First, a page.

France: A beautiful Morgon and, from the south,
a gorgeous Ginger!
Bonne Tonne “Côte Du Py” Morgan (AOC) 2018, 13%
“To come to live off our profession by producing a small quantity of grapes for a great quality of wine..”
The Gamay grape, outlawed by Royal decree in 1395 for being “a very bad and disloyal plant”, is now one of the most respected, at least when grown in the Beaujolais region. And Morgan, where the Grillet family make their Bonne Tonne wines, is one of ten cru areas here and one of the better known ones.
So I’m expecting good things when I pour this mid ruby coloured wine. I won’t be disappointed at all. The dark berry aromas are quite intense, inviting, rich and fresh. And so it continues on the rich and rounded palate, smooth and harmonious all the way through to a long intense finish. It is an absolutely amazing Gamay and Very Highly Recommended.
The Grillet family have been winemakers for seven generations in Morgon and their vines are of an average age of 65 years. 1.10 ha is grown in Beaujolais appellation including 50 ares in Gamay and 60 ares in Chardonnay. The wines of the area possess a lot of finesse and a wonderfully expressive fruit.
Here is how the Grillets sum it up: “This is the challenge we have embarked on. To come to live off our profession by producing a small quantity of grapes for a great quality of wine and to make finally express itself this soil so rich which does not require less. The 'black gamay with white juice', the only grape variety authorized for red wines in Beaujolais, can thus translate all its complexity of aromas.”
The Morgon "Côte du Py", is the most famous climat of the vineyard. There are ten crus in the Beaujolais region and Morgon, as you probably know, is one of them. With the typical acidity, these wines can match a range of foods.
World famous for its exceptional soil resulting from ancient volcanic activity, the soil of the Py hill is composed of decomposing volcanic elements, with the presence of iron oxide and manganese. The blue rock is friable, and so the locals have been known to claim that the best Morgon are made on this land of terre pourrie (rotten rock)!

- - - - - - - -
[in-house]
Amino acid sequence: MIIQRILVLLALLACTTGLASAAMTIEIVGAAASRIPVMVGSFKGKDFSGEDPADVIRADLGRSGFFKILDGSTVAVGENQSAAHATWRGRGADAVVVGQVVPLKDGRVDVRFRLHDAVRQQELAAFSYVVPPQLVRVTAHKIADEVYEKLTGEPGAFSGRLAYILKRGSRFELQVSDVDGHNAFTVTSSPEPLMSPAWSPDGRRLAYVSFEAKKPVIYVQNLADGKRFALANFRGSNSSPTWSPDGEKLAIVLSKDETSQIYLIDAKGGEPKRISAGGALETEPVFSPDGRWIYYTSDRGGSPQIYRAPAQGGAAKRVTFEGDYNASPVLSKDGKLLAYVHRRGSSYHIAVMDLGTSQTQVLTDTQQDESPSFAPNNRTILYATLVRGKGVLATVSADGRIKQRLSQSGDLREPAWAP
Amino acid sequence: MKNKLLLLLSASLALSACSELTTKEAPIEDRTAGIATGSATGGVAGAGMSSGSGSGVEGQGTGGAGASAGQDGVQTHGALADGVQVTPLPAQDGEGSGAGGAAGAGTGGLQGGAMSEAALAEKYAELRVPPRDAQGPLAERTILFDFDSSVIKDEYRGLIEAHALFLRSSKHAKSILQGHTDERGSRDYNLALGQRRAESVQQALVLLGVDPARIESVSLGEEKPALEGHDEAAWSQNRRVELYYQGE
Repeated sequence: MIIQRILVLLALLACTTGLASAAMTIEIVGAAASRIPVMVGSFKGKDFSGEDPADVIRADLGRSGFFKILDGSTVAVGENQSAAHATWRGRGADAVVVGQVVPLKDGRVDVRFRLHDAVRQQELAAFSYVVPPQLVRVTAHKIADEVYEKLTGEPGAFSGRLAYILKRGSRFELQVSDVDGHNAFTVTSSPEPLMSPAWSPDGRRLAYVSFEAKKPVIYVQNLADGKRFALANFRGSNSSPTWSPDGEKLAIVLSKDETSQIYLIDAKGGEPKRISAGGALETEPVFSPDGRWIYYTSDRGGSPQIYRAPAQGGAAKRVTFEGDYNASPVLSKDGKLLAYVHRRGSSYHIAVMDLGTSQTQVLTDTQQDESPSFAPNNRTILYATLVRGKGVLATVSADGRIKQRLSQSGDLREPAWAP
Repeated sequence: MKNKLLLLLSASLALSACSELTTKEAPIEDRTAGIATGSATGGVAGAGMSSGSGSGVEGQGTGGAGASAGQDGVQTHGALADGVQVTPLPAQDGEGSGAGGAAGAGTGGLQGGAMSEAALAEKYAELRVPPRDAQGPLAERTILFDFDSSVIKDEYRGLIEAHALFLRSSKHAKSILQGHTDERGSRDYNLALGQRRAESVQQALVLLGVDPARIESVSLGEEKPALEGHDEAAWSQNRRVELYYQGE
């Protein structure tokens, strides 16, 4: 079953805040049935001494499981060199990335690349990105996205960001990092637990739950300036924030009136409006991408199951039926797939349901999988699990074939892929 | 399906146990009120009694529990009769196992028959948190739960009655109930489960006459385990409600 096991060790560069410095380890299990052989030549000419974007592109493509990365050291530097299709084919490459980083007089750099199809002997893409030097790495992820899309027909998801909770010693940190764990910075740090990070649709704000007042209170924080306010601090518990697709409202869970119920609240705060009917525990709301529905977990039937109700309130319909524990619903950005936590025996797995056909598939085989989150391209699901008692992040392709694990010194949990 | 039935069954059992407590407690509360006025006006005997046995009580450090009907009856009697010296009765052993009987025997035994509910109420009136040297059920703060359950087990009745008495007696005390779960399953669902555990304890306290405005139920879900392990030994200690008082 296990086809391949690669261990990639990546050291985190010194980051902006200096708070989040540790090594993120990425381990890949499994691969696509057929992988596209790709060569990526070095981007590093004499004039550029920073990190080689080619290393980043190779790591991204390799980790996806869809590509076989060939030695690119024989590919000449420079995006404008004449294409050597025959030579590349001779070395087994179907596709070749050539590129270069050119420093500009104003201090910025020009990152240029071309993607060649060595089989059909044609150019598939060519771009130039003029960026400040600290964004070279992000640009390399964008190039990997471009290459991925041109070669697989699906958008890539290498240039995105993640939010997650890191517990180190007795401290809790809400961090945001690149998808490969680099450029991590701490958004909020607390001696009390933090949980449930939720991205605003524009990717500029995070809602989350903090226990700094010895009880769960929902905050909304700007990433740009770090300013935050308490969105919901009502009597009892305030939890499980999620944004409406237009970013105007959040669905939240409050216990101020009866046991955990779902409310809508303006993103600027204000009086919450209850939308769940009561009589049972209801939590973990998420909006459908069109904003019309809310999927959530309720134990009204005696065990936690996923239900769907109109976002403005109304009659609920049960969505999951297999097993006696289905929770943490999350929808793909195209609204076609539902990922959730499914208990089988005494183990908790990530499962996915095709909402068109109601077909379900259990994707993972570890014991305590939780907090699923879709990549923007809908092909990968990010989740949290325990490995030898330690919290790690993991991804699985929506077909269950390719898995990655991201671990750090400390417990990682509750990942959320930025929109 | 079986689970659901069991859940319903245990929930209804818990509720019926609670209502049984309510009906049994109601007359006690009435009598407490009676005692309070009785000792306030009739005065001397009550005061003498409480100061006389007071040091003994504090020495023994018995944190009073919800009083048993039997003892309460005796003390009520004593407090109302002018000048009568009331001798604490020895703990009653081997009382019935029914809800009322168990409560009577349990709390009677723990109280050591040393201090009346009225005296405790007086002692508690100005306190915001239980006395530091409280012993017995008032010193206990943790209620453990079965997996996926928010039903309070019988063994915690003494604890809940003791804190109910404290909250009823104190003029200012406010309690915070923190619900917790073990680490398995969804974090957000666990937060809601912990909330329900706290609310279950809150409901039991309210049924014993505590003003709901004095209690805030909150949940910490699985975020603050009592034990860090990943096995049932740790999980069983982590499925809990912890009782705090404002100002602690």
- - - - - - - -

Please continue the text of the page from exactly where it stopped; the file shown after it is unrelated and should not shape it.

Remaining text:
Mas Théo Ginger Vin de France 2019, 12.5%
From the middle of the Rhone area, this orange/gold coloured wine, tannic and fruity, is a blend of Marsanne (35%), Roussane (35%), Grenache Blanc (30%). And it is “vinification like the reds” that gives the wine that orange-y hue.
And, so the vineyard says, the name Ginger, the hair colour or the vegetable, fits well with the spirit of this wine. “And the label’s red hen is a nod to those of the farm” but remains silent on the fox!
Aromas are complex: barley sugar, butterscotch. And you can find much the same combination in the flavours on the full palate plus stone fruit flavours such as plum and apricot. All before a lingering and very pronounced dry, almost sherry type, finish. If you are not familiar with the style, this is a pretty good bridge to orange wines and is Highly Recommended. It is new to the Mary Pawle range and should be available in more outlets in the future.
Served at 10°C, the wine should go well with “with a Bresse chicken with morel sauce (good luck with that!) or a very chocolatey dessert”.
Since 2012, the biodynamic wines are made in old stone quarries: the Caves Cathédrales. This troglodyte area is an ideal cradle for the elaboration of these natural wines in the same way that tufa quarries of the Loire are ideal for raising wine and growing mushrooms. “The atmosphere of the Caves Cathédrales, rather cold at 57°F (14C), but regular throughout the year, makes it possible to manage the wines without preservative.” The vineyard itself is part of a mixed farming enterprise.